ASD son told he can’t attend camp.

(3 Posts)
Pineapple5678 Wed 30-May-18 13:36:46

My son who is 11 has a diagnosis of ASD.
He attends a club at school which is run by teachers and school staff although set up as a private business.
The idea of the club is a bit like cubs/scouts complete challenges charity work environmental end of the year get a certificate.
A camp is happening next month My son has been told he cannot attend due to his inability to follow the leaders instructions and they have to think of all of the children’s safety. This camp has been paid for and I have purchased equipment needed.
A general warning was given to all children regarding behaviour in March and we were spoken about my sons behaviour last month and they said an improvement was needed. There has only been one session since which at the end of I wasn’t spoken to and my son said he felt it went well.
Yesterday I receive a letter saying he cannot attend.
Can they do this ? His inability to follow instruction is directly due to his ASD and processing.

OP’s posts: |
Shybutnotretiring Wed 30-May-18 14:50:58

perhaps they don't read the news much: www.bbc.co.uk/news/uk-43519296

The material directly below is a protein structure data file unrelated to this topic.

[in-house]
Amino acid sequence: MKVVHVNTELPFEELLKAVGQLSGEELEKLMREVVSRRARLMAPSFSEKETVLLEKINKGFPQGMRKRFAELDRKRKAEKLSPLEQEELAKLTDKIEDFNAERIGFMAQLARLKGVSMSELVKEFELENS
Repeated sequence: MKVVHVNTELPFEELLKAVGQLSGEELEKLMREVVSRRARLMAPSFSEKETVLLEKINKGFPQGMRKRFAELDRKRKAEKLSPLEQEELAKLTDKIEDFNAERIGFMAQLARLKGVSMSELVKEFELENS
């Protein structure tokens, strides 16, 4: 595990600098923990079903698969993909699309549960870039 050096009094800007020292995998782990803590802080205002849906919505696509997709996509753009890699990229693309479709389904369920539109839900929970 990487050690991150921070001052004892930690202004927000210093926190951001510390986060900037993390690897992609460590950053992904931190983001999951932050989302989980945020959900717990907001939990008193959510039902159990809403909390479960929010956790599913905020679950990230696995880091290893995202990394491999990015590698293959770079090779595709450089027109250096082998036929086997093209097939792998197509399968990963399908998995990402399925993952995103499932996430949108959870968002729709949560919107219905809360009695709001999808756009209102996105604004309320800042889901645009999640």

SpringerLink Wed 30-May-18 15:07:01

They are only obliged to make "reasonable adjustments" to ensure access. If they can justify why they cannot make adjustments so your son can attend, or why those adjustments would be unreasonable, then they can exclude him.

However, they should have consulted with you, discussed possible adjustments and alternative arrangements, and come up with the best possible plan. If his inability to follow instructions would put him or other children at risk, regardless of the cause being his ASD, then it is not safe for him to go.

However, if they are using "health and safety" as an excuse not to make adjustments, then this is not OK.

FWIW, when I was last in the lake district, we met a youth group made up entirely of clearly disabled chidlren and teens on an island in the middle of a lake. So it is very much possible to risk assess even quite challenging out-door trips for multiple different diabilities. Your son's behaviour would have to be very challenging to manage and his own risk awareness be very limited for excluding him to be the answe.

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